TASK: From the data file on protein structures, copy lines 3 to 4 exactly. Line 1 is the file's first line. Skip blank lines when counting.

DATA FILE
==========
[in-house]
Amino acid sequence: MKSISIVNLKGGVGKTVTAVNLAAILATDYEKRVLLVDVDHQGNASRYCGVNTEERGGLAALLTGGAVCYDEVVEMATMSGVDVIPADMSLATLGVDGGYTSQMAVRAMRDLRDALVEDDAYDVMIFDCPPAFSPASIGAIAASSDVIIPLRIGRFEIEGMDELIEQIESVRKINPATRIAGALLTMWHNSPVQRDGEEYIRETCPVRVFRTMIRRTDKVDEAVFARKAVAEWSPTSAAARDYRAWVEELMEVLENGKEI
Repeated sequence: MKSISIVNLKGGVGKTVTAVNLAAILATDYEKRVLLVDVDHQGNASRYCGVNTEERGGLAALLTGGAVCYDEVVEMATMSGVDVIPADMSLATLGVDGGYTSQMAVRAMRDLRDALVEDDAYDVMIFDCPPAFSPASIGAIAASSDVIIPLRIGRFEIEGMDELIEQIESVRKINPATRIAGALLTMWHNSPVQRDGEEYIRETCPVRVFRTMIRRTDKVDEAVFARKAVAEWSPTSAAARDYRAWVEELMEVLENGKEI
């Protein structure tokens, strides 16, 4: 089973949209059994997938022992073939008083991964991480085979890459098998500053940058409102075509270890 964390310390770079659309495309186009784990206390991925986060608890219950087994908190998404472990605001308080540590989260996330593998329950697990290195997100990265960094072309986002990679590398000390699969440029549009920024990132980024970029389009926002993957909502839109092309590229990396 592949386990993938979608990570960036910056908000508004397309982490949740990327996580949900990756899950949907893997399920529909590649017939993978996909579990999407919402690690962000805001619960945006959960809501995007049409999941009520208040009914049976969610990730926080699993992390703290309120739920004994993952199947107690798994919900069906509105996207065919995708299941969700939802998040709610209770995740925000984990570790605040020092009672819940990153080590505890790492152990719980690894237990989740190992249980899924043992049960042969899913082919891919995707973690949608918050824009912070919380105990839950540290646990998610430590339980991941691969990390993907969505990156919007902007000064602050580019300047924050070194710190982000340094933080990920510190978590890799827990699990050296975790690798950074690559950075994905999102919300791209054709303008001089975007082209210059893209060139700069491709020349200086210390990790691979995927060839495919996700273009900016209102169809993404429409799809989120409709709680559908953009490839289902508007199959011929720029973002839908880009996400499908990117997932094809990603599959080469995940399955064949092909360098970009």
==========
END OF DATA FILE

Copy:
Repeated sequence: MKSISIVNLKGGVGKTVTAVNLAAILATDYEKRVLLVDVDHQGNASRYCGVNTEERGGLAALLTGGAVCYDEVVEMATMSGVDVIPADMSLATLGVDGGYTSQMAVRAMRDLRDALVEDDAYDVMIFDCPPAFSPASIGAIAASSDVIIPLRIGRFEIEGMDELIEQIESVRKINPATRIAGALLTMWHNSPVQRDGEEYIRETCPVRVFRTMIRRTDKVDEAVFARKAVAEWSPTSAAARDYRAWVEELMEVLENGKEI
């Protein structure tokens, strides 16, 4: 089973949209059994997938022992073939008083991964991480085979890459098998500053940058409102075509270890 964390310390770079659309495309186009784990206390991925986060608890219950087994908190998404472990605001308080540590989260996330593998329950697990290195997100990265960094072309986002990679590398000390699969440029549009920024990132980024970029389009926002993957909502839109092309590229990396 592949386990993938979608990570960036910056908000508004397309982490949740990327996580949900990756899950949907893997399920529909590649017939993978996909579990999407919402690690962000805001619960945006959960809501995007049409999941009520208040009914049976969610990730926080699993992390703290309120739920004994993952199947107690798994919900069906509105996207065919995708299941969700939802998040709610209770995740925000984990570790605040020092009672819940990153080590505890790492152990719980690894237990989740190992249980899924043992049960042969899913082919891919995707973690949608918050824009912070919380105990839950540290646990998610430590339980991941691969990390993907969505990156919007902007000064602050580019300047924050070194710190982000340094933080990920510190978590890799827990699990050296975790690798950074690559950075994905999102919300791209054709303008001089975007082209210059893209060139700069491709020349200086210390990790691979995927060839495919996700273009900016209102169809993404429409799809989120409709709680559908953009490839289902508007199959011929720029973002839908880009996400499908990117997932094809990603599959080469995940399955064949092909360098970009």